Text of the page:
Figure 2:
3D multiplanar reformation images of 3D fluid-attenuated inversion recovery magnetic resonance imaging sequences showing (a) hyper-intensity suggestive of focal cortical dysplasia in the right frontal lobe in which sagittal plane crossing through the center, (b) posterior, and (c) anterior limits of the lesion where the axial plane is showing the surface pattern of the brain with sulci and gyri.
3D multiplanar reformation image where (a) axial plane showing a surface pattern of the brain with sulci and gyri, (b) 3D volume-rendering technique (VRT) localization of lesion (area marked in green) over similar appearing gyri and sulci of axial T2 fluid-attenuated inversion recovery, and (c) corresponding 3D VRT image of the scalp with a lesion (green area) projected on it.
Figure 3:
3D multiplanar reformation image where (a) axial plane showing a surface pattern of the brain with sulci and gyri, (b) 3D volume-rendering technique (VRT) localization of lesion (area marked in green) over similar appearing gyri and sulci of axial T2 fluid-attenuated inversion recovery, and (c) corresponding 3D VRT image of the scalp with a lesion (green area) projected on it.
(a) Axial image of 3D multiplanar reformation fluid-attenuated inversion recovery (FLAIR) sequence of surface, (b) exposed brain over the area with lesion marked in a yellow circle, (c) where corresponding redline lesion area is marked similar to 3D volume rendering technique FLAIR image of the brain.
Figure 4:
(a) Axial image of 3D multiplanar reformation fluid-attenuated inversion recovery (FLAIR) sequence of surface, (b) exposed brain over the area with lesion marked in a yellow circle, (c) where corresponding redline lesion area is marked similar to 3D volume rendering technique FLAIR image of the brain.

The T2 3D FLAIR sequences can be used for patients above 8–10 years only to see brain gyri and sulci. Below eight years, due to density and molecular structure, brain gyri and sulci are not visible. However, 3D VRT images of CE images do show CE lesions and arteries and veins.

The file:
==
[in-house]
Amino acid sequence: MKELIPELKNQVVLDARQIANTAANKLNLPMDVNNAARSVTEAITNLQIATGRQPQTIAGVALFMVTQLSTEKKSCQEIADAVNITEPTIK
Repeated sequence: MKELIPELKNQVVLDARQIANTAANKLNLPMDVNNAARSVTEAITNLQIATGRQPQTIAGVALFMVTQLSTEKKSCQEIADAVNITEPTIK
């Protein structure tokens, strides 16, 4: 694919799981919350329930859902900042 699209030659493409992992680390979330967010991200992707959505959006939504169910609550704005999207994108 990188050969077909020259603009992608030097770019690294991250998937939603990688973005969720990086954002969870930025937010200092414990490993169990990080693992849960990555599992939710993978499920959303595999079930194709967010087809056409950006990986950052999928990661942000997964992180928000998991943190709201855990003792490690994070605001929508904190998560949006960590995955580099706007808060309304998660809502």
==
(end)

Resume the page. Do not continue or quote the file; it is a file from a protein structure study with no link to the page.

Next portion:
DISCUSSION

Clinical findings based localization is insufficient and is based on surgeons’ clinical skills. Craniometric localizations are more reliable than clinical findings alone; however, technological advancements, despite their immense applications in localization, are gradually being forgotten and are used by very few. Various types of imaging studies, the use of bony landmarks along with imaging studies, are still being used in resource-constrained settings. Neuronavigation, robotics, virtual, and augmented reality techniques, though very effective, are beyond the reach of the majority of patients of LMICs.[1-7,9,10]

A cost-effective online available software, which can be used on laptop or desktop computers, is accessible nowadays in any part of the world. High-quality MRI equipments too are nowadays available even in tier 2 cities and most of the LMICs. Using computer software is much easier for the current generation of young surgeons. The most of such softwares are quite user-friendly and need some practice for a few days only to be effectively used for surgical assistance. Authors have been using radiant DICOM software for the last many years for spine, craniovertebral junction, neurovascular, and neurooncological surgeries.[8,11,12] Readers may also refer to the report, which describes the technique for using this software.[8]